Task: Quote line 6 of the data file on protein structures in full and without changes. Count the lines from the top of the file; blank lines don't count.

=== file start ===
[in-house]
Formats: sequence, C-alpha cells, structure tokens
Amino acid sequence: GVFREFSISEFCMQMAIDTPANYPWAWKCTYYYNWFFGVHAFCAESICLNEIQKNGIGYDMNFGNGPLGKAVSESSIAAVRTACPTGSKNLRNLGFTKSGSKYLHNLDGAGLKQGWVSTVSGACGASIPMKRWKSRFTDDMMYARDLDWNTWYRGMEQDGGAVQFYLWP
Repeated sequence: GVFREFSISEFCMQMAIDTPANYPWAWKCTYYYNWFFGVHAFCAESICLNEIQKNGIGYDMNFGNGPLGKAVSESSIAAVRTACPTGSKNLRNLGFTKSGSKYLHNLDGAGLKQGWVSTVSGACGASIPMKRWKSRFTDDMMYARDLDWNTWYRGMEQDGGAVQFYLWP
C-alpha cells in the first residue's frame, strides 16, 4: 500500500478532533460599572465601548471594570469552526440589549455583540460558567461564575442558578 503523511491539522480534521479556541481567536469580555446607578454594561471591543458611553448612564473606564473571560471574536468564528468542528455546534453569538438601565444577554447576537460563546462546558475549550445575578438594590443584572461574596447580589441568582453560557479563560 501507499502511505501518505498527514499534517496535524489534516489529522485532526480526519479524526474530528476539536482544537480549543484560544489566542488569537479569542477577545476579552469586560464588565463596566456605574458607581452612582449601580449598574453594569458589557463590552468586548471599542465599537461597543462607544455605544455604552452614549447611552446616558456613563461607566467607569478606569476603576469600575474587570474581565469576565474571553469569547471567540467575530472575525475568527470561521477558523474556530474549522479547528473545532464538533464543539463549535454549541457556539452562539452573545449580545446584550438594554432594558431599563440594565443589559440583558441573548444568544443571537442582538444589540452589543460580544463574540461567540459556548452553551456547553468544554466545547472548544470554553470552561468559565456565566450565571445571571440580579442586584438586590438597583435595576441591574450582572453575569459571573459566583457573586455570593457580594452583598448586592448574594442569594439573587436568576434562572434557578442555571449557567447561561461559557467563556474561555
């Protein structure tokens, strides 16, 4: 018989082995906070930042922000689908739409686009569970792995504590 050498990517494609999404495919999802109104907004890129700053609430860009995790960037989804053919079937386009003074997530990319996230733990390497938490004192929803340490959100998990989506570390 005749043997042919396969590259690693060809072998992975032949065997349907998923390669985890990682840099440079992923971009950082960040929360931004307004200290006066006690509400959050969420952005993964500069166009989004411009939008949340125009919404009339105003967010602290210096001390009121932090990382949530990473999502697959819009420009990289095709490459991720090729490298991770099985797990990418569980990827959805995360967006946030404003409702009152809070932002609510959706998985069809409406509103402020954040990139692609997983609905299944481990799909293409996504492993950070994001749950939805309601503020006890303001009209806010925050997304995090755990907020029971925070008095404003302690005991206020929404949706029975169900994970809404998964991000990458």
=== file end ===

């Protein structure tokens, strides 16, 4: 018989082995906070930042922000689908739409686009569970792995504590 050498990517494609999404495919999802109104907004890129700053609430860009995790960037989804053919079937386009003074997530990319996230733990390497938490004192929803340490959100998990989506570390 005749043997042919396969590259690693060809072998992975032949065997349907998923390669985890990682840099440079992923971009950082960040929360931004307004200290006066006690509400959050969420952005993964500069166009989004411009939008949340125009919404009339105003967010602290210096001390009121932090990382949530990473999502697959819009420009990289095709490459991720090729490298991770099985797990990418569980990827959805995360967006946030404003409702009152809070932002609510959706998985069809409406509103402020954040990139692609997983609905299944481990799909293409996504492993950070994001749950939805309601503020006890303001009209806010925050997304995090755990907020029971925070008095404003302690005991206020929404949706029975169900994970809404998964991000990458």